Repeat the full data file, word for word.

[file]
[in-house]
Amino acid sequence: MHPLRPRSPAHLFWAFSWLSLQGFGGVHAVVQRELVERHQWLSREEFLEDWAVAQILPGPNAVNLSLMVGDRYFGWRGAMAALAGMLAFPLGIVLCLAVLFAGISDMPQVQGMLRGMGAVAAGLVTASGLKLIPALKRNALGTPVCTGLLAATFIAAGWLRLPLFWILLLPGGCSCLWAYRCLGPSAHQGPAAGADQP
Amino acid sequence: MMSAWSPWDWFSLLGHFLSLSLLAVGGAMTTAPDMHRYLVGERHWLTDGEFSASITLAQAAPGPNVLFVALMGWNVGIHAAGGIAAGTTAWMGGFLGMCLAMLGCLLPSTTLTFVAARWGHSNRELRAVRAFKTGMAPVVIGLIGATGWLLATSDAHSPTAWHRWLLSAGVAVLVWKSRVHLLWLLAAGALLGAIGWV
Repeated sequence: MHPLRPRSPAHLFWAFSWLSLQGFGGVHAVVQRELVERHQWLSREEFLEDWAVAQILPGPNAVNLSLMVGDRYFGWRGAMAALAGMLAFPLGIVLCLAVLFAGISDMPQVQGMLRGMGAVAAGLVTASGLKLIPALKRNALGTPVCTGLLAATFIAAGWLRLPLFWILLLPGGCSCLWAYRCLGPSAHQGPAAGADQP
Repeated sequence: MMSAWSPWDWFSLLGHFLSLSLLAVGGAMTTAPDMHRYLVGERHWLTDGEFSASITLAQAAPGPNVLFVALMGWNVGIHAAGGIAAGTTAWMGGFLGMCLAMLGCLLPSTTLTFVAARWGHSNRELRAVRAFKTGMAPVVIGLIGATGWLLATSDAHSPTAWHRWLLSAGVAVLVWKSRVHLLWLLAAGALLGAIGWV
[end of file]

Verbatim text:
[in-house]
Amino acid sequence: MHPLRPRSPAHLFWAFSWLSLQGFGGVHAVVQRELVERHQWLSREEFLEDWAVAQILPGPNAVNLSLMVGDRYFGWRGAMAALAGMLAFPLGIVLCLAVLFAGISDMPQVQGMLRGMGAVAAGLVTASGLKLIPALKRNALGTPVCTGLLAATFIAAGWLRLPLFWILLLPGGCSCLWAYRCLGPSAHQGPAAGADQP
Amino acid sequence: MMSAWSPWDWFSLLGHFLSLSLLAVGGAMTTAPDMHRYLVGERHWLTDGEFSASITLAQAAPGPNVLFVALMGWNVGIHAAGGIAAGTTAWMGGFLGMCLAMLGCLLPSTTLTFVAARWGHSNRELRAVRAFKTGMAPVVIGLIGATGWLLATSDAHSPTAWHRWLLSAGVAVLVWKSRVHLLWLLAAGALLGAIGWV
Repeated sequence: MHPLRPRSPAHLFWAFSWLSLQGFGGVHAVVQRELVERHQWLSREEFLEDWAVAQILPGPNAVNLSLMVGDRYFGWRGAMAALAGMLAFPLGIVLCLAVLFAGISDMPQVQGMLRGMGAVAAGLVTASGLKLIPALKRNALGTPVCTGLLAATFIAAGWLRLPLFWILLLPGGCSCLWAYRCLGPSAHQGPAAGADQP
Repeated sequence: MMSAWSPWDWFSLLGHFLSLSLLAVGGAMTTAPDMHRYLVGERHWLTDGEFSASITLAQAAPGPNVLFVALMGWNVGIHAAGGIAAGTTAWMGGFLGMCLAMLGCLLPSTTLTFVAARWGHSNRELRAVRAFKTGMAPVVIGLIGATGWLLATSDAHSPTAWHRWLLSAGVAVLVWKSRVHLLWLLAAGALLGAIGWV